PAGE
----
On Thursday night along its northern edge, the fire jumped over a line that had been treated with chemical retardant, forcing firefighters to back off. It was just the latest example of the fire overrunning a firebreak.
“This fire is a real challenge, and we are looking at sustained battle for the foreseeable future,” said Joe Hessel, the incident commander for the forestry department.
And it’s likely to continue to be unpredictable.
“Fire behavior is a function of fuels, topography and weather,” said Craig B. Clements, director of the Wildfire Interdisciplinary Research Center at San Jose State University. “It changes generally day by day. Sometimes minute by minute.”
Redman said that nearly every day the fire had created tall updrafts of hot air, smoke and moisture called pyrocumulus clouds, some of them reaching up to 30,000 feet. One day, he said, they saw one of these clouds collapse, which can happen in early evening when the updraft stops.
“All that mass has to come back down,” he said, which forces air at the surface outward, creating strong, gusty winds in all directions that can spread a fire. “It’s not a good thing.”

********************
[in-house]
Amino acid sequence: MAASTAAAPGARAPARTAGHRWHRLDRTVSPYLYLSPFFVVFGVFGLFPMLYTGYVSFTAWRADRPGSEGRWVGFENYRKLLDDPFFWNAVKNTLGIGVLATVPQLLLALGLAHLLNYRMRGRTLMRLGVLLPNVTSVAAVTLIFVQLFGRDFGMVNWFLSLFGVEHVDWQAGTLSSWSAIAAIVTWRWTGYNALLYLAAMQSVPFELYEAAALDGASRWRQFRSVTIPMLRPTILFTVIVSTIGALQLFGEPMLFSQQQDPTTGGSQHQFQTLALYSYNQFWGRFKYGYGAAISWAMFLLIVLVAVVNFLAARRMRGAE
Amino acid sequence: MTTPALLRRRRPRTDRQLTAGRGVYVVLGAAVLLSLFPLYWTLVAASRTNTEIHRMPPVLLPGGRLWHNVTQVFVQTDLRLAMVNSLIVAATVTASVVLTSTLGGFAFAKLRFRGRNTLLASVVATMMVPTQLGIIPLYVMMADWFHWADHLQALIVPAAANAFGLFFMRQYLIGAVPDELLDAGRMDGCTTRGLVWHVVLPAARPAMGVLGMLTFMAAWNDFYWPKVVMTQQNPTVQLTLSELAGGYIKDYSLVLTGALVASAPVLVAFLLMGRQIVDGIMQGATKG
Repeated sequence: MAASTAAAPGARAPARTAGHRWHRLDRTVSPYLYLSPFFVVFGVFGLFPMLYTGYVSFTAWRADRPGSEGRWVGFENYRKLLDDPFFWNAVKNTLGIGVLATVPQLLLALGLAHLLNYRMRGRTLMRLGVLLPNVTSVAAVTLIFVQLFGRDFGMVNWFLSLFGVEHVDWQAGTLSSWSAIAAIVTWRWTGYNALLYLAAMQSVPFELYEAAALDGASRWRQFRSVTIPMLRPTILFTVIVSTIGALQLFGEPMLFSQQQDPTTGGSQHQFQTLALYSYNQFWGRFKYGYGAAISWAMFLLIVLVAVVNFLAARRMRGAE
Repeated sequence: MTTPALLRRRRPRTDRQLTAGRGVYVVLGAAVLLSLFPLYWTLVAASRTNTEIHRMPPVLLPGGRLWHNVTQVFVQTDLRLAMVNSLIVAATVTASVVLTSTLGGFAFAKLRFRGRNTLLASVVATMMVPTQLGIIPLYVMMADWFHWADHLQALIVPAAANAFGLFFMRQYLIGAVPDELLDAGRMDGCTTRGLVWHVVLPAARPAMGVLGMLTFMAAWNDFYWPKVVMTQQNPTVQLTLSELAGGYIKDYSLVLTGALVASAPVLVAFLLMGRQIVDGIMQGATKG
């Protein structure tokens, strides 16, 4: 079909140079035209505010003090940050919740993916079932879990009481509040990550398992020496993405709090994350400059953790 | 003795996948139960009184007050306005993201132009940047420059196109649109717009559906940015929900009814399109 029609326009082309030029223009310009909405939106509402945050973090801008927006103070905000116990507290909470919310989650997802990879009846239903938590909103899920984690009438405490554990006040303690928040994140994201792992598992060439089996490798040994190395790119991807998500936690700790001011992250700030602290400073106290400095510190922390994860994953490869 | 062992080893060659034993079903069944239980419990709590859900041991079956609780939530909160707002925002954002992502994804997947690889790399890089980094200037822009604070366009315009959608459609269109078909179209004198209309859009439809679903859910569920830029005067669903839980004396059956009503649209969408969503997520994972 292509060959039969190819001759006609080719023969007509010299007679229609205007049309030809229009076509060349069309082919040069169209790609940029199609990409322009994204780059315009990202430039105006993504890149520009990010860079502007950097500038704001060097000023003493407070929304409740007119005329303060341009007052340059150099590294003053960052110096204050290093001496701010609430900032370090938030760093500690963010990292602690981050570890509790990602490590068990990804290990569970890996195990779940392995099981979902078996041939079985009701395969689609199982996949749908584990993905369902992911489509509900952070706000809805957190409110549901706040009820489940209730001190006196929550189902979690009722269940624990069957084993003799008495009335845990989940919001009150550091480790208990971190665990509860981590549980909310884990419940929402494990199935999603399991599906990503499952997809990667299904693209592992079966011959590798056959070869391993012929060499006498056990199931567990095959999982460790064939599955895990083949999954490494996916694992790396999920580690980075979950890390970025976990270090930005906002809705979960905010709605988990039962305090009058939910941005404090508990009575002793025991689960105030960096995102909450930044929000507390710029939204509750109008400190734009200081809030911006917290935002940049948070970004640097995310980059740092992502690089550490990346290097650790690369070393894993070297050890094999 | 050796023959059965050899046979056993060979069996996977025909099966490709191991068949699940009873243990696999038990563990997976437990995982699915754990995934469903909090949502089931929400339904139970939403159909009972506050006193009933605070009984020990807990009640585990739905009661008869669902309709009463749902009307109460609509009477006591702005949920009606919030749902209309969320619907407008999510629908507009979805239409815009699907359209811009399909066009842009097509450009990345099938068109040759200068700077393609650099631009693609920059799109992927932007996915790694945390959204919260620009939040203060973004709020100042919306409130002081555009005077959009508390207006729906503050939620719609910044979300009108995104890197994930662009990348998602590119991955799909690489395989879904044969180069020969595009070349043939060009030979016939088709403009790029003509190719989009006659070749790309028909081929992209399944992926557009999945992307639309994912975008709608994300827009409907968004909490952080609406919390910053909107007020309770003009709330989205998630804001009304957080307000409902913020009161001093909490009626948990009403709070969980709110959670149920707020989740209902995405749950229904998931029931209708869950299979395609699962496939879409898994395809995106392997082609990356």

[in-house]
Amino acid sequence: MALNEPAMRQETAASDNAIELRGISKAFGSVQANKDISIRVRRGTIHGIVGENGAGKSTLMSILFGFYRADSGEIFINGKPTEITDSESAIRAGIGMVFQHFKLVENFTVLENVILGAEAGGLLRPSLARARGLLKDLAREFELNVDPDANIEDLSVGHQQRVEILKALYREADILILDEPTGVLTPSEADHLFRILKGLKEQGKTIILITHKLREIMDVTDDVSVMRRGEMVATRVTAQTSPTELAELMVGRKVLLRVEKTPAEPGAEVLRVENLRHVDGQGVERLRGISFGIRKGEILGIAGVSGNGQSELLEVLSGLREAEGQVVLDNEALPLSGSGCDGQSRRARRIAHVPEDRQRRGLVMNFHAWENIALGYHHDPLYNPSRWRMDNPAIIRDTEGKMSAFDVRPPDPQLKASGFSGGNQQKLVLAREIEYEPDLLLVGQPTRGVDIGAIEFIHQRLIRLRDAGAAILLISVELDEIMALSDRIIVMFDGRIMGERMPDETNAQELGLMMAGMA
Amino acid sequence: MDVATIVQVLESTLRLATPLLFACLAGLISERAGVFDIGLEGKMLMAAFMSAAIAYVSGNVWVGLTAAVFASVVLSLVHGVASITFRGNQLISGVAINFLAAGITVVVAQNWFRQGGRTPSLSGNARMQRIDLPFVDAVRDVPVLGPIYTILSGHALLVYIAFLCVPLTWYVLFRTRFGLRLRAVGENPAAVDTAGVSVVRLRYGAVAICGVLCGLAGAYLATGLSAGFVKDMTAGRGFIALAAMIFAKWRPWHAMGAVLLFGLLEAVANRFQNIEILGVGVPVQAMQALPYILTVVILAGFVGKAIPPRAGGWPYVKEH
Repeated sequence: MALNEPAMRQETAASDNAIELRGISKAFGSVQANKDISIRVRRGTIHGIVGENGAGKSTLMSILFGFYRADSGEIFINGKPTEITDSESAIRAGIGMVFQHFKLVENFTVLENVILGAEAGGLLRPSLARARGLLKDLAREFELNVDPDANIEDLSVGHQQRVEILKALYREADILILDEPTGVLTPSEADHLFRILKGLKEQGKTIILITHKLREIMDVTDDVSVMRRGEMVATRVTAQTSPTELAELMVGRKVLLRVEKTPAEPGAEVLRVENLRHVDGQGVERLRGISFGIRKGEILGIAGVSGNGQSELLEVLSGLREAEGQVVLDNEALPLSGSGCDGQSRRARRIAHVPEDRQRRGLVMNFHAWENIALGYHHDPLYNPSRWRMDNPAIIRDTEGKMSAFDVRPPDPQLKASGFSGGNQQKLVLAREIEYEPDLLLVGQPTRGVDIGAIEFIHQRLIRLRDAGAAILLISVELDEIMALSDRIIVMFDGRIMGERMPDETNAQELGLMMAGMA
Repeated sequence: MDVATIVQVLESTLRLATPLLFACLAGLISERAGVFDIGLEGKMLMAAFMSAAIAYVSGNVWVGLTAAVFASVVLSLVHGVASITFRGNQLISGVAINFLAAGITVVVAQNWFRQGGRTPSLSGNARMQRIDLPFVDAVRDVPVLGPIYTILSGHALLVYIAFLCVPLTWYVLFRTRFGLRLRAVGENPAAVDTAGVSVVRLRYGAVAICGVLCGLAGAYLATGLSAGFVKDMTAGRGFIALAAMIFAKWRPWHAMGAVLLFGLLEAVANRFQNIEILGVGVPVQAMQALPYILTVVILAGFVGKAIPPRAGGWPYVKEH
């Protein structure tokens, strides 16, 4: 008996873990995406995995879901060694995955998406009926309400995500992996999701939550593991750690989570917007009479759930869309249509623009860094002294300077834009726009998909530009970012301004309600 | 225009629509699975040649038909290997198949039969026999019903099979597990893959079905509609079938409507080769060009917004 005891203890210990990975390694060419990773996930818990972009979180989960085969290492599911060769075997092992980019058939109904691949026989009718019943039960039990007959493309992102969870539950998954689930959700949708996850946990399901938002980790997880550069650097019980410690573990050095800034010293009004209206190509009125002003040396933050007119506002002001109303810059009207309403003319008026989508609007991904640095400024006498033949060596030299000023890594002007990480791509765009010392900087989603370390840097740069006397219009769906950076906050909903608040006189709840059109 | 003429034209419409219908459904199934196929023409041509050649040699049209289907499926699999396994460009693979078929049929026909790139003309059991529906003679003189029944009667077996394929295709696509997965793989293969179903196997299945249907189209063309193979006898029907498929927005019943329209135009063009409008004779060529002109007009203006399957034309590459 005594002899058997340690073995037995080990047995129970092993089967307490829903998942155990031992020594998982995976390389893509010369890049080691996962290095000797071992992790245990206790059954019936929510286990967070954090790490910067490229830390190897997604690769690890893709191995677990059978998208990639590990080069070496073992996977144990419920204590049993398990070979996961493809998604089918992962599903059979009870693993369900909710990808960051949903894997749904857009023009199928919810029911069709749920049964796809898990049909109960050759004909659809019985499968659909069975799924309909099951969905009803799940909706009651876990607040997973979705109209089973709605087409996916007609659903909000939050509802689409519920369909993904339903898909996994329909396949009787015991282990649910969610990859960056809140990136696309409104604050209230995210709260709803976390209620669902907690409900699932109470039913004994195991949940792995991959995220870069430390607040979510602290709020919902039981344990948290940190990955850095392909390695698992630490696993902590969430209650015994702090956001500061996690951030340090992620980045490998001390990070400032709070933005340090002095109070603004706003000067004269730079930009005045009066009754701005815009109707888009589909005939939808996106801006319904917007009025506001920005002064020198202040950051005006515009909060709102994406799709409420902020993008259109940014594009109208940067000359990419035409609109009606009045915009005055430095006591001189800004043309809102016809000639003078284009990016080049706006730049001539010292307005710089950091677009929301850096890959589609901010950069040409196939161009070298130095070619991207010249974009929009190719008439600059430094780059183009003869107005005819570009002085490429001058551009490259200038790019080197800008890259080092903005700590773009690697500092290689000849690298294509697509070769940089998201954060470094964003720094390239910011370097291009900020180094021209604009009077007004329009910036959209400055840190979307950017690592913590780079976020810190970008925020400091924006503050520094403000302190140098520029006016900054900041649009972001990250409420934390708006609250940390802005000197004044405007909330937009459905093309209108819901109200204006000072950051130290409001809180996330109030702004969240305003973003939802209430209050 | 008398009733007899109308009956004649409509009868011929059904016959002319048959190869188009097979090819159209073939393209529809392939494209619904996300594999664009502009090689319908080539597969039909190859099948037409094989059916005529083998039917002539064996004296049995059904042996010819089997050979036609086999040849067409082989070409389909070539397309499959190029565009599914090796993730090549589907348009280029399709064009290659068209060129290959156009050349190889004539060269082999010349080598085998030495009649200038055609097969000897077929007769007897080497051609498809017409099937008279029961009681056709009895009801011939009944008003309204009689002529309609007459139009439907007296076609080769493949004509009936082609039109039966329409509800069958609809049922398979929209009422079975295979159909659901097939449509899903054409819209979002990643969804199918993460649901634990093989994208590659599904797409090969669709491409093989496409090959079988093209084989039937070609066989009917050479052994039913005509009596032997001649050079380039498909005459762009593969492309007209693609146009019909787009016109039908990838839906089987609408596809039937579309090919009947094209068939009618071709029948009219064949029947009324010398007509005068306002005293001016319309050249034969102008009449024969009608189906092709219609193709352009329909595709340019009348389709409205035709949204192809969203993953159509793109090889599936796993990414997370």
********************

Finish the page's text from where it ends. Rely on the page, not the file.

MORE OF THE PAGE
Last Wednesday, though, conditions led to the creation of a larger, taller, cloud called a pyrocumulonimbus, which is similar to a thunderhead. It likely reached an altitude of about 45,000 feet, said Neil Lareau, who studies wildfire behavior at the University of Nevada, Reno.
Like a thunderhead, the huge cloud spawned lightning strikes, worrying firefighters because of their potential to start new fires. It may have also brought precipitation.
“Some of these events rain on themselves,” said John Bailey, a professor of forestry at Oregon State University.
Rain can be a good thing, by dampening some of the fuels and helping slow the fire. But by cooling the air closer to the surface, rain can also create dangerous downdrafts, Lareau said.
There have also been reports of fire whirls, small spinning vortices of air and flames that are common to many wildfires and are often inaccurately described as fire tornadoes. Fire whirls are small, perhaps a few dozen feet in diameter at their largest, and last for a few seconds to a few minutes.
But Lareau said there were some indications that the Bootleg Fire might have created an actual fire tornado, which can be several thousand feet in diameter, have wind speeds in excess of 65 mph, extend thousands of feet into the air and last much longer. “It looks like it’s been producing some pretty significant rotation,” he said.